The Punta Arenas area is home to many penguins, and the Silver Whisper had two local tours to see the penguins. The first tour was a boat ride to Magdalena Island, and the second was a bus ride to Otway Sound. Those who saw the penguins at the Otway Sound Penguin Rookery Reserve were pleasantly surprised by the addition of wooden walkways over the "grassy, uneven ground" listed in the shore excursion brochure. The new trail to see the penguins was also much less than the two miles described in the brochure.

We returned in time for lunch and ate by the pool again. Mom and I split the fresh guacamole/salsa/chips appetizer, and then I tried to be good and ordered a freshly-grilled salmon filet topped with peppers and black olives. But, when the waiter brought my lunch he said, "are you sure you don't want any French fries?" So, of course I said "sure". No will power.

After lunch, I went on an organized hike (good excuse for the French fries) up in the mountains overlooking the city. About 30 of us rode on a bus on a gravel road up to the Club Andino ski resort. The ski season had closed in October, but we were able to use the ski lift to ride up to the top of a mountain. Then, after admiring the views of the city far below us, we trekked down a trail that snaked through forests and along small streams. Very fun, and we walked about 1.5 hours. We also saw some abandoned mine shafts. Sure felt good to get some exercise (even though it was mostly downhill). We also crossed some of the grassy ski runs, and I couldn't help but check both ways before crossing. The afternoon was warm, and I quickly shed my jacket and hiked in my t-shirt/jeans/boots.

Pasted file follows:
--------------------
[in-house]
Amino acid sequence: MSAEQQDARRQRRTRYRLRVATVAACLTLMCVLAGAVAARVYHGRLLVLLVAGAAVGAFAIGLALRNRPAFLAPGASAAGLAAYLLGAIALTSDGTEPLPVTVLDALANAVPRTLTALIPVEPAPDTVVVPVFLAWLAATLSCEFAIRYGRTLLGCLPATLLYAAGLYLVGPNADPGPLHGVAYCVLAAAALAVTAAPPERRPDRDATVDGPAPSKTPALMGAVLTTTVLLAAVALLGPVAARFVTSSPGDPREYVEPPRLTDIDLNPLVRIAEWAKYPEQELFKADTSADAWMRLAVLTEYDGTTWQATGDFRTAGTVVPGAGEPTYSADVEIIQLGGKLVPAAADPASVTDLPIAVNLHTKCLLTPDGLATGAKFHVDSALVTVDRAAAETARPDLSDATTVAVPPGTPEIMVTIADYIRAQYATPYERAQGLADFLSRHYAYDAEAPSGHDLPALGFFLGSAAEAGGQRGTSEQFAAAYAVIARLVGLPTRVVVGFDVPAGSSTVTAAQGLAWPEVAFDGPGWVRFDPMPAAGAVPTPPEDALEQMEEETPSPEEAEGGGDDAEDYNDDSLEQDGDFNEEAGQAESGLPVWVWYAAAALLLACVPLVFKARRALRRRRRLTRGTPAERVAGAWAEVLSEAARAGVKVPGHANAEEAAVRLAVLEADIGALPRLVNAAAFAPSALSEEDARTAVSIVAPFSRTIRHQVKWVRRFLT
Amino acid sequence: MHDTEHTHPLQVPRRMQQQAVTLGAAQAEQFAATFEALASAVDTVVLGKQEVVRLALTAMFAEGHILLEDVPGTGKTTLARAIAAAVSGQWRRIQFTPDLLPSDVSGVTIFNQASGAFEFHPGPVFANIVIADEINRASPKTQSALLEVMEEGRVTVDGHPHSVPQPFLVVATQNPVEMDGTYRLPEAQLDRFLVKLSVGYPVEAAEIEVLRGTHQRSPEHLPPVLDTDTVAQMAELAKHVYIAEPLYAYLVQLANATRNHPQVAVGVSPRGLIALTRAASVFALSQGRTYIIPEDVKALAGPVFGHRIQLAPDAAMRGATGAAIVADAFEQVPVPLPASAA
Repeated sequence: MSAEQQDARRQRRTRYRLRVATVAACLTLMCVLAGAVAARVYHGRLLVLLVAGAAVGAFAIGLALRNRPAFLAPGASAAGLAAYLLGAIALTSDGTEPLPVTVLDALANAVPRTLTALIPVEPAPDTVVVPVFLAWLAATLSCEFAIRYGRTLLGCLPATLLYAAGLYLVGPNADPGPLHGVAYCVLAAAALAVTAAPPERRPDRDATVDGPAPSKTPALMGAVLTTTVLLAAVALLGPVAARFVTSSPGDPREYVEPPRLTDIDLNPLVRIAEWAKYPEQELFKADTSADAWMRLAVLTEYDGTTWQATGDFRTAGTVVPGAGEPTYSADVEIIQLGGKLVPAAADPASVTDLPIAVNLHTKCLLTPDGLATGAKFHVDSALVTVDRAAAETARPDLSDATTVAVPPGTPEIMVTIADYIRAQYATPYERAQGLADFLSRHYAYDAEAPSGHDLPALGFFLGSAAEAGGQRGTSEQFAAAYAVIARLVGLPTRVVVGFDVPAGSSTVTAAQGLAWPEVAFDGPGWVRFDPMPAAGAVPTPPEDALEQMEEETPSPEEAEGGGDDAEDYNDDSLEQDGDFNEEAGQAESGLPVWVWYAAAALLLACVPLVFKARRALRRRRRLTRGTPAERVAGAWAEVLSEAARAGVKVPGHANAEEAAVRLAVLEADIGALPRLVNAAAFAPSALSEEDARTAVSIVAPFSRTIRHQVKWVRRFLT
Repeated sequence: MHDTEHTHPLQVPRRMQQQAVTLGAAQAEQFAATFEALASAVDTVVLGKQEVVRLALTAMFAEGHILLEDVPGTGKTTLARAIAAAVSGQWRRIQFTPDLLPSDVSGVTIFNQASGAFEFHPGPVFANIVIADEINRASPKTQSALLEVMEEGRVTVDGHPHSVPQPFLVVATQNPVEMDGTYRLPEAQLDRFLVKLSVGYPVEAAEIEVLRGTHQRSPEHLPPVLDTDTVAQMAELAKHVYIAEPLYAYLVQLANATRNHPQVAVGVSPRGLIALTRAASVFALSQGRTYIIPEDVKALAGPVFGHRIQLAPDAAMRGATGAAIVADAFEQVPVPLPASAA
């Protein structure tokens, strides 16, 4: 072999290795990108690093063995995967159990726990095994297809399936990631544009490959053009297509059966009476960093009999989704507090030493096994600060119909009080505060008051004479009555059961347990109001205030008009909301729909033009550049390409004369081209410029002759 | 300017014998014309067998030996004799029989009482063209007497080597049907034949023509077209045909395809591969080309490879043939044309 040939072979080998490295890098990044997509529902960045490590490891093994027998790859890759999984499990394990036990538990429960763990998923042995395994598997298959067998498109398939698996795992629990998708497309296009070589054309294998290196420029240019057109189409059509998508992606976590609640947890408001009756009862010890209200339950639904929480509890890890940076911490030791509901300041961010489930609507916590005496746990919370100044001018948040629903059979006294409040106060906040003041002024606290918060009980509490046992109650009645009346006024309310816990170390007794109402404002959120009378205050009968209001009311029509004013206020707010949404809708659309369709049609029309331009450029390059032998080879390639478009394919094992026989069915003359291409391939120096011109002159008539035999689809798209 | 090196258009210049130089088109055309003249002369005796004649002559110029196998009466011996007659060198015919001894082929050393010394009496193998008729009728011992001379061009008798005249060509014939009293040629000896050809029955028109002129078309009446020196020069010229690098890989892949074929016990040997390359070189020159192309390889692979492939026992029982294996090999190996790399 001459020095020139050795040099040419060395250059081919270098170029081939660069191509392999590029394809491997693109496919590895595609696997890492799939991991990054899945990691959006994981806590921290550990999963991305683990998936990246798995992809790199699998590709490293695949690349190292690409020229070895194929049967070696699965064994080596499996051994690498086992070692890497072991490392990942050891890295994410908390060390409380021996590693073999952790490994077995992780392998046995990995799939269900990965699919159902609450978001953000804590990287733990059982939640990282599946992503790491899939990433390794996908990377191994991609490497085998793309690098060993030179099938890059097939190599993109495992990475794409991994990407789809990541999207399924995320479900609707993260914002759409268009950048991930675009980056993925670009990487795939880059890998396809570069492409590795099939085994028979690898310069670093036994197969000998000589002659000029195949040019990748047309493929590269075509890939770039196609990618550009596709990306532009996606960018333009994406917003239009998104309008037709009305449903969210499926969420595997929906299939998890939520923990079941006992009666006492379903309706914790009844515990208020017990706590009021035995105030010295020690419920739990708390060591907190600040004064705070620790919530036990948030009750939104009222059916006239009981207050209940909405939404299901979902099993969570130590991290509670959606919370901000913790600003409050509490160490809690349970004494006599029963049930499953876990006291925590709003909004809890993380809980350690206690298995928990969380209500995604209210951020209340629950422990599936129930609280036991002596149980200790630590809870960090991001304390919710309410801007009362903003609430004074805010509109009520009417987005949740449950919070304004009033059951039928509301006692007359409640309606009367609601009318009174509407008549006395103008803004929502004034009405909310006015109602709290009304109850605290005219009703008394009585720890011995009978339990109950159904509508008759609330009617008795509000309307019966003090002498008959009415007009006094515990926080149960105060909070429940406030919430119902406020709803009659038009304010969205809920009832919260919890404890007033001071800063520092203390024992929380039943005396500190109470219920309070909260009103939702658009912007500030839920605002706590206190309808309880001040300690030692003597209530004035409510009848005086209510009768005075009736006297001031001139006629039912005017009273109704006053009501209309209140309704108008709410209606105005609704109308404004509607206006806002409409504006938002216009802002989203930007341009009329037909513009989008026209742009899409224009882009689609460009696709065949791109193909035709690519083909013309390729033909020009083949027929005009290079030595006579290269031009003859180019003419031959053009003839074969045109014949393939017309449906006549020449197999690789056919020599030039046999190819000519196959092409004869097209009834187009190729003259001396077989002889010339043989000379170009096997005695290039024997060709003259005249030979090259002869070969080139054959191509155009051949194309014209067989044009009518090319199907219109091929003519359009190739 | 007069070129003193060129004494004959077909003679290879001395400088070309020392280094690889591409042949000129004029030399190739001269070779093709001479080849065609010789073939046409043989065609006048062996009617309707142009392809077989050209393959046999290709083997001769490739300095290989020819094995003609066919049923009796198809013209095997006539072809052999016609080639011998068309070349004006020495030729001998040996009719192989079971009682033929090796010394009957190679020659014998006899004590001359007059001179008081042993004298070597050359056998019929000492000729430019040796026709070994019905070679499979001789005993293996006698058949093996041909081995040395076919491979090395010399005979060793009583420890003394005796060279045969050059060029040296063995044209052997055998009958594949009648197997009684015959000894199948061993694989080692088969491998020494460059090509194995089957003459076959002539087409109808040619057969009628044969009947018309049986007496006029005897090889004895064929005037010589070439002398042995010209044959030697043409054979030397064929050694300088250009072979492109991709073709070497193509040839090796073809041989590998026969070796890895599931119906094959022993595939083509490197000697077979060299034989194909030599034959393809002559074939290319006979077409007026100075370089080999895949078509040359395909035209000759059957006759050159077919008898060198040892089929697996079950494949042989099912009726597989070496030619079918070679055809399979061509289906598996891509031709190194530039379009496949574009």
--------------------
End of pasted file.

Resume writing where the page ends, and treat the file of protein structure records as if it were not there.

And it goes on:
Back at the ship by a little before 5 pm, it was time for trivia. How quickly you can develop a routine on a ship! Our small team did "okay", but as usual we lost to the two much larger teams.

Drinks in the bar were followed by our first dinner at La Terrazza, the alternative Italian restaurant (no extra cost). Delicious (as always), and the maitre'd let us add a couple we had drinks with to our reservation. Silversea is an Italian-owned company, and they really know how to do Italian food. I had an antipasti sampler that was delivered in a dish that looked like a tic-tac-toe board, with nine little bites of food. Mom's appetizer was the best--a hot Parmesan cheese flan. The Italian pasta chef makes fresh pasta every morning, and it does taste better than the dried stuff we serve at home. I had a spicy tomato shrimp dish for my pasta course, but mom (who had been having freshly-made to order pasta almost every day for lunch), had the potato and chick pea soup. Mom and I both got the grilled fresh Chilean sea bass for dinner. I ate all of mine and most of mom's, it was so good. Ice cream for dessert (for me). Mom (as usual) had a cappuccino.

The cabaret show was one of the young soprano singers accompanied by Colin the cruise director on the piano. She has a lovely voice, and sang a mixture of songs, many from Broadway/off Broadway musicals unfamiliar to me. Still a nice show.

The Silver Whisper had sailed from Punta Arenas about 6 pm, heading on through the Strait of Magellan into the Pacific Ocean. Needless to say, we were more comfortable than Magellan's sailors were! The next three days we would be at sea on the ship and glacier-watching in the Laguna San Rafael.

South America Ports of Call on the Silver Whisper